Under the contract concluded in 2016, Pilatus is to provide two PC-21s to the Empire Test Pilots’ School (ETPS) based in Wiltshire, England.

Operated by QinetiQ, ETPS functions as a training centre for flight test engineers and test pilots, and enjoys an excellent reputation worldwide.

The two PC-21s have been produced with a fully integrated Flight Test Instrumentation capability for use by ETPS in training test pilots and flight test engineers.

The acquisition of the two PC-21s forms a key part of a transformation and modernisation project currently underway at ETPS.

Steve Wadey, CEO of QinetiQ commented:

“We are delighted to see a PC-21 operating in the UK for the first time. These aircraft will have a primary role in the training syllabus.

We are very pleased that, with Pilatus support, we are on track to deliver new training services for the benefit of our customers.”

The delivery of the first PC-21 is another key milestone in the process of developing and strengthening the relationship between Pilatus and QinetiQ.

Markus Bucher, CEO of Pilatus said:

“We are extremely proud that our PC-21s were selected for the prestigious Empire Test Pilots’ School. QinetiQ is the ninth member of the family of PC-21 operators. 

We are confident that the many international test pilots who will fly in these PC-21 aircraft in UK skies will benefit from continuing investment in the development of this trainer aircraft.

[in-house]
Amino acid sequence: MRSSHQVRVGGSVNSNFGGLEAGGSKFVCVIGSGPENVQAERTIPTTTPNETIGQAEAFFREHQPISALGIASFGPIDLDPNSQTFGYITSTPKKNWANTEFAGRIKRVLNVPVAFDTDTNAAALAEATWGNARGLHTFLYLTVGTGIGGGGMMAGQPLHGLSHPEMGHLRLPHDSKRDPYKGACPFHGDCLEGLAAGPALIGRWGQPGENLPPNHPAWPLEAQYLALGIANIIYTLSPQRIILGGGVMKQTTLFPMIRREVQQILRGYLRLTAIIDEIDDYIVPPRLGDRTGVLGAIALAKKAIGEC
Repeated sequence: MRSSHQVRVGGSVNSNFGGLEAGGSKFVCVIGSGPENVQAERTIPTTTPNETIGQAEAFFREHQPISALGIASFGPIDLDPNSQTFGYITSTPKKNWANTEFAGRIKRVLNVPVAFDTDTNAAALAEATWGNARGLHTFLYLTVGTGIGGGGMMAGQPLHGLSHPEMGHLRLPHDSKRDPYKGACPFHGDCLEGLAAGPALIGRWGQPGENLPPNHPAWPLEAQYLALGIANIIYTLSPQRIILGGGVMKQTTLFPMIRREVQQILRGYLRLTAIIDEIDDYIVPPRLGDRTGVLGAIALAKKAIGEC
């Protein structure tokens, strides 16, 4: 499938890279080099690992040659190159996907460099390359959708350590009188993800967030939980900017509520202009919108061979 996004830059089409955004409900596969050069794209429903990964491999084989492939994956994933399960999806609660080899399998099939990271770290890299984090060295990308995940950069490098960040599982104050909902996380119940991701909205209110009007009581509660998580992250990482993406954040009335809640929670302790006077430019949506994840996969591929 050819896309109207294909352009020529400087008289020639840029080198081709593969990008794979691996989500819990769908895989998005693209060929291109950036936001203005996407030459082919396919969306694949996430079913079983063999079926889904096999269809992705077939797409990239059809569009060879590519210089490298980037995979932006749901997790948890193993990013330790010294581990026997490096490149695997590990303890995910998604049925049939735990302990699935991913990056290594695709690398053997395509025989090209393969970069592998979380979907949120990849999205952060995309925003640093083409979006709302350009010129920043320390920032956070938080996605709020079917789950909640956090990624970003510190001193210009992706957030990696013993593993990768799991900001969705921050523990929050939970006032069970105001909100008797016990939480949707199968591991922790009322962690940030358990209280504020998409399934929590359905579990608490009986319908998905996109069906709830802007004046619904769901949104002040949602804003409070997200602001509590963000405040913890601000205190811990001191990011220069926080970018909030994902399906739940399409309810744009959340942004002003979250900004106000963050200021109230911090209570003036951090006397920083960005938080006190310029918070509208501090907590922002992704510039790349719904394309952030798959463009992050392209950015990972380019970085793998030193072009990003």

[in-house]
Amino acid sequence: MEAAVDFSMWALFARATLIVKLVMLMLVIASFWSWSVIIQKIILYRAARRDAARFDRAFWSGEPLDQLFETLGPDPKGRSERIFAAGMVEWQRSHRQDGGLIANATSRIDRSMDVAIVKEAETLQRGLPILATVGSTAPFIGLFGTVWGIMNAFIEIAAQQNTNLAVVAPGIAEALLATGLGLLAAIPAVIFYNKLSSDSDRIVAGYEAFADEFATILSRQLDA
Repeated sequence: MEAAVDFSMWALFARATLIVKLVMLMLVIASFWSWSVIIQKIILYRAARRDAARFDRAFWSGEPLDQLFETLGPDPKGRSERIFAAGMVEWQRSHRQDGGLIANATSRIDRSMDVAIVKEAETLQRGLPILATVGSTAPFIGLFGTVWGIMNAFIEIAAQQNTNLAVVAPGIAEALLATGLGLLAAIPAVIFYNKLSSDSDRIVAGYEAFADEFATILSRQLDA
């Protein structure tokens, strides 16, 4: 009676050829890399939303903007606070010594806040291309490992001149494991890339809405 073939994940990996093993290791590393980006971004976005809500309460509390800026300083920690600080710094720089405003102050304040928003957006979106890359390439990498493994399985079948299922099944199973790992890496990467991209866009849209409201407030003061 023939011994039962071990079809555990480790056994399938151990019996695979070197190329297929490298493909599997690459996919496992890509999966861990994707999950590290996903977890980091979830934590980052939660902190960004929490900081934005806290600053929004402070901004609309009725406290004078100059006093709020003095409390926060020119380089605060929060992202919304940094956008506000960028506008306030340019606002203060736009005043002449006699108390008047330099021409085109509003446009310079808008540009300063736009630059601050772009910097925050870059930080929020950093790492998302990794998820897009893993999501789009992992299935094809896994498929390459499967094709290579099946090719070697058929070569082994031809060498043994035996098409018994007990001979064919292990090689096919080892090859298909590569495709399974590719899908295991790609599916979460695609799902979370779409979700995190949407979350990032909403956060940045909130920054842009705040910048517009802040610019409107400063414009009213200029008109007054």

With the PC-21, the best future test pilots will be trained with the world’s most capable training system.”

6 COMMENTS

  1. A beautiful looking piece of kit and arguably the most advanced turboprop trainer now flying.

    It is capable of sustained low-level speeds over 320 knots and its hydraulically assisted ailerons and roll spoilers can produce fighter-like rates of roll in excess of 200 degrees per second.

    The RAAF is requipping with PC21s (replacing the PC9s) with the first 10 of 49 delivered.

    It heralds a new approach to pilot training becoming the RAAFs ab initio trainer by combining with advanced simulators to replace the venerable 210hp, piston-powered CT-4B, (with its fixed-gear and analogue dials) which lead to the PC9 for advanced training.

    All future ADF pilots will undertake their first training sortie at the controls of a 370kt-capable, 1,600shp turboprop trainer with state-of-the art digital avionics.

  2. So the EPTS receives PC21 the RAF receives the T6.

    Is they what they call joined up thinking? Surely it would have been cheaper to buy just one type?

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